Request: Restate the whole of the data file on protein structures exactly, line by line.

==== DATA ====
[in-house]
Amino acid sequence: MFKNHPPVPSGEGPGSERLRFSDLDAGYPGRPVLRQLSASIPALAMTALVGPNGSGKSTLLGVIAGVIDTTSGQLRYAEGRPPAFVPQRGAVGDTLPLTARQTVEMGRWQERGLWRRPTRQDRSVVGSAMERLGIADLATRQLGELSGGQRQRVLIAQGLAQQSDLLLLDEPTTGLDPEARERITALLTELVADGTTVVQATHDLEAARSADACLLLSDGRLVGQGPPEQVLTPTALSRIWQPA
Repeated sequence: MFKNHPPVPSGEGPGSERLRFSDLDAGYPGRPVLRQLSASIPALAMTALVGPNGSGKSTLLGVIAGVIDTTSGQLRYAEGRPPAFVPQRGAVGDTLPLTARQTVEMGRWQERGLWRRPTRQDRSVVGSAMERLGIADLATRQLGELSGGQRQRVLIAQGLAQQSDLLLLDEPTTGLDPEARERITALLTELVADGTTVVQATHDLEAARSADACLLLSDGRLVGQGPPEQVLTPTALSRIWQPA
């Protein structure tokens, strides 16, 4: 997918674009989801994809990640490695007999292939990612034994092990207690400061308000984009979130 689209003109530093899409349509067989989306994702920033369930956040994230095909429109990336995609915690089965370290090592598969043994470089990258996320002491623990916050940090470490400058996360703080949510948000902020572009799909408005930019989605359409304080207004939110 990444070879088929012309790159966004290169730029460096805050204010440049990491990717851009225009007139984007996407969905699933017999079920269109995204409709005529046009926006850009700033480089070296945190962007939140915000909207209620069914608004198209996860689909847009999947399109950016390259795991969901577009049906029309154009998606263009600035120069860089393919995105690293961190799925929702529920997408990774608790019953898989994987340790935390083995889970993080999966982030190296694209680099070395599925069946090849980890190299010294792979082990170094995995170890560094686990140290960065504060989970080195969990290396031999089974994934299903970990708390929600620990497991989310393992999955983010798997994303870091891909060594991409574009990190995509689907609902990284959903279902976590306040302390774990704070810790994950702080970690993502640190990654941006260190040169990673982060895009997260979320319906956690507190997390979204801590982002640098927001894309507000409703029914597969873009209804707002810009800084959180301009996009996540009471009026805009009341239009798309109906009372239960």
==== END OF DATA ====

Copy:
[in-house]
Amino acid sequence: MFKNHPPVPSGEGPGSERLRFSDLDAGYPGRPVLRQLSASIPALAMTALVGPNGSGKSTLLGVIAGVIDTTSGQLRYAEGRPPAFVPQRGAVGDTLPLTARQTVEMGRWQERGLWRRPTRQDRSVVGSAMERLGIADLATRQLGELSGGQRQRVLIAQGLAQQSDLLLLDEPTTGLDPEARERITALLTELVADGTTVVQATHDLEAARSADACLLLSDGRLVGQGPPEQVLTPTALSRIWQPA
Repeated sequence: MFKNHPPVPSGEGPGSERLRFSDLDAGYPGRPVLRQLSASIPALAMTALVGPNGSGKSTLLGVIAGVIDTTSGQLRYAEGRPPAFVPQRGAVGDTLPLTARQTVEMGRWQERGLWRRPTRQDRSVVGSAMERLGIADLATRQLGELSGGQRQRVLIAQGLAQQSDLLLLDEPTTGLDPEARERITALLTELVADGTTVVQATHDLEAARSADACLLLSDGRLVGQGPPEQVLTPTALSRIWQPA
């Protein structure tokens, strides 16, 4: 997918674009989801994809990640490695007999292939990612034994092990207690400061308000984009979130 689209003109530093899409349509067989989306994702920033369930956040994230095909429109990336995609915690089965370290090592598969043994470089990258996320002491623990916050940090470490400058996360703080949510948000902020572009799909408005930019989605359409304080207004939110 990444070879088929012309790159966004290169730029460096805050204010440049990491990717851009225009007139984007996407969905699933017999079920269109995204409709005529046009926006850009700033480089070296945190962007939140915000909207209620069914608004198209996860689909847009999947399109950016390259795991969901577009049906029309154009998606263009600035120069860089393919995105690293961190799925929702529920997408990774608790019953898989994987340790935390083995889970993080999966982030190296694209680099070395599925069946090849980890190299010294792979082990170094995995170890560094686990140290960065504060989970080195969990290396031999089974994934299903970990708390929600620990497991989310393992999955983010798997994303870091891909060594991409574009990190995509689907609902990284959903279902976590306040302390774990704070810790994950702080970690993502640190990654941006260190040169990673982060895009997260979320319906956690507190997390979204801590982002640098927001894309507000409703029914597969873009209804707002810009800084959180301009996009996540009471009026805009009341239009798309109906009372239960």